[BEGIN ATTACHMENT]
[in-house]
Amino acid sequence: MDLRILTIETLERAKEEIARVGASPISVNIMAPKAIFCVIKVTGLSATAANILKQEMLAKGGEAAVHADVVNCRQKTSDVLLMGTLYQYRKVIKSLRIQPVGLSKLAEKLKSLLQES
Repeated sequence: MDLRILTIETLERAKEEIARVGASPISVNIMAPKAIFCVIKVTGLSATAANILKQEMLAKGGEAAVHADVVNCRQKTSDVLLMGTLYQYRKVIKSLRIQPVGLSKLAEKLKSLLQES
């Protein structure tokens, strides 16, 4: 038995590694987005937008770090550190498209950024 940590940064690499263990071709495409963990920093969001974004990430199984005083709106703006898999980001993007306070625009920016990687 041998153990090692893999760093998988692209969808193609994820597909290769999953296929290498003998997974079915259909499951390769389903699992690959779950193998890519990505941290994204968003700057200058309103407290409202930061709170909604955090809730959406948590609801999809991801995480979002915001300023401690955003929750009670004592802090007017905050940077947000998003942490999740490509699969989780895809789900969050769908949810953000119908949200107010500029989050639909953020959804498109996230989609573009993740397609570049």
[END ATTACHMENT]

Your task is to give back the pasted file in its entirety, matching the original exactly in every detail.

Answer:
[in-house]
Amino acid sequence: MDLRILTIETLERAKEEIARVGASPISVNIMAPKAIFCVIKVTGLSATAANILKQEMLAKGGEAAVHADVVNCRQKTSDVLLMGTLYQYRKVIKSLRIQPVGLSKLAEKLKSLLQES
Repeated sequence: MDLRILTIETLERAKEEIARVGASPISVNIMAPKAIFCVIKVTGLSATAANILKQEMLAKGGEAAVHADVVNCRQKTSDVLLMGTLYQYRKVIKSLRIQPVGLSKLAEKLKSLLQES
């Protein structure tokens, strides 16, 4: 038995590694987005937008770090550190498209950024 940590940064690499263990071709495409963990920093969001974004990430199984005083709106703006898999980001993007306070625009920016990687 041998153990090692893999760093998988692209969808193609994820597909290769999953296929290498003998997974079915259909499951390769389903699992690959779950193998890519990505941290994204968003700057200058309103407290409202930061709170909604955090809730959406948590609801999809991801995480979002915001300023401690955003929750009670004592802090007017905050940077947000998003942490999740490509699969989780895809789900969050769908949810953000119908949200107010500029989050639909953020959804498109996230989609573009993740397609570049």